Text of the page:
How Long Does the DMV Take for a DUI Decision? Find out what time limits the DMV must render a decision in an Admin Per Se (APS) hearing from a DUI.
As discussed elsewhere on our site, the DMV has jurisdiction over your driver’s license in a DUI case, and the DMV will render a decision after what is called an Administrative Per Se (APS) hearing in a DUI case. At the hearing, the issues of whether there was reasonable probable cause, whether the officer followed the proper procedures under the Government Code and other laws to place the driver under lawful arrest, and whether they can prove that the license holder was both driving, and above a .08% blood alcohol level at the time of driving – not just at the time of the later testing.
The DMV has a hearing officer manual that covers procedures for hearings. Officers are hired to render DMV decisions, and act as both judge and jury in cases, deciding what evidence comes in to be considered, and what final decision will be rendered.
California’s Vehicle Code section 14100, and the sections that immediately follow that section, cover hearings. Vehicle Code section 14500 requires a finding of fact and a decision after the hearing. At almost all hearings, the hearing officer will rules on any objections to the evidence, but will not render a hearing right away, rather waiting until later to mail a written decision.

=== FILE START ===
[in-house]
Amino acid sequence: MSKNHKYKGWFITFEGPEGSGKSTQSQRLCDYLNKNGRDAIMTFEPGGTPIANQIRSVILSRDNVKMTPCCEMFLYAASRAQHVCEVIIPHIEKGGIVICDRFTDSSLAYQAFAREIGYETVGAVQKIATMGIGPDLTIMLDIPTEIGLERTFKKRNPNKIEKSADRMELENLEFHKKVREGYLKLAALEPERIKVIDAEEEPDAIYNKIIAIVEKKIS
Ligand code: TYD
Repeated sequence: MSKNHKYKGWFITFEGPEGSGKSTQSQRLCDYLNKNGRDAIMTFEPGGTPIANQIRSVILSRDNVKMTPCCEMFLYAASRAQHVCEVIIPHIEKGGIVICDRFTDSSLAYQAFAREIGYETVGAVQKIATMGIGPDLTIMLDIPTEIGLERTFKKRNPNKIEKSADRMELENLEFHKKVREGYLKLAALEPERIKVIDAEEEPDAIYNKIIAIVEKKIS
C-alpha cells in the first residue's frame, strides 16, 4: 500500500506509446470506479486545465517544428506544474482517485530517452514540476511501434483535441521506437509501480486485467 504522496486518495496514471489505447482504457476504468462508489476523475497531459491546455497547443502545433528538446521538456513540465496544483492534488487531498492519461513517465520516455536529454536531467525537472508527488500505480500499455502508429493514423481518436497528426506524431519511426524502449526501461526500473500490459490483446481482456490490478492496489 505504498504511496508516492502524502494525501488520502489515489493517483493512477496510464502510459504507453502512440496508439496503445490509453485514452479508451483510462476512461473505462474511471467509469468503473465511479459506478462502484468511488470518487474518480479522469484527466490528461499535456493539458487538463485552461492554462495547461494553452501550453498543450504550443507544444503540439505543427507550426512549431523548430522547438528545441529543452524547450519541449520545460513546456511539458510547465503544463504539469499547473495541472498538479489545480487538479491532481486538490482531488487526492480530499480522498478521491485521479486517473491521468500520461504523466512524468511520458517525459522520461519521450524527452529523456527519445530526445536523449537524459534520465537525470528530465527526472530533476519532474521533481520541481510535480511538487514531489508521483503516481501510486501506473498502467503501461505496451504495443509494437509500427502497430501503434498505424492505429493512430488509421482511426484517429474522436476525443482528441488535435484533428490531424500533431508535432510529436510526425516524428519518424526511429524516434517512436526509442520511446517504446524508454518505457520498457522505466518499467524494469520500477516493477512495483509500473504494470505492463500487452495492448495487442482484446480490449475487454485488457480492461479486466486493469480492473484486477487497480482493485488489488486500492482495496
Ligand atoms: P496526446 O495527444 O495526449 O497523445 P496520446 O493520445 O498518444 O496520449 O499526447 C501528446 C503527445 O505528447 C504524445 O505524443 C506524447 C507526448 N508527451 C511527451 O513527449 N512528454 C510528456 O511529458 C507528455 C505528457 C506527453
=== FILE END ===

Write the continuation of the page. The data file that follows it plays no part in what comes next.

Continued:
How Long Does the DMV Take for a DUI Decision? Generally, drivers get a decision in a week or two, but sometimes the decision can take up to a month.
Government code 11517(a)(3) requires that decisions be made within 100 days of the final hearing date and the “submission of the evidence.” However, the Government Code section suggests that hearings regarding driver’s licenses should be made more rapidly than that. The reason for that is because, in addition to the Vehicle Code section 14105 time limits, the code states that the decision should take place from 4 days to 15 days after the hearing is concluded.
So How Long Does the DMV Take for a DUI Decision? Under the law, Vehicle Code section 14112 would control the issue, even though it is admittedly in conflict with California’s Government Code section 11517(a)(3).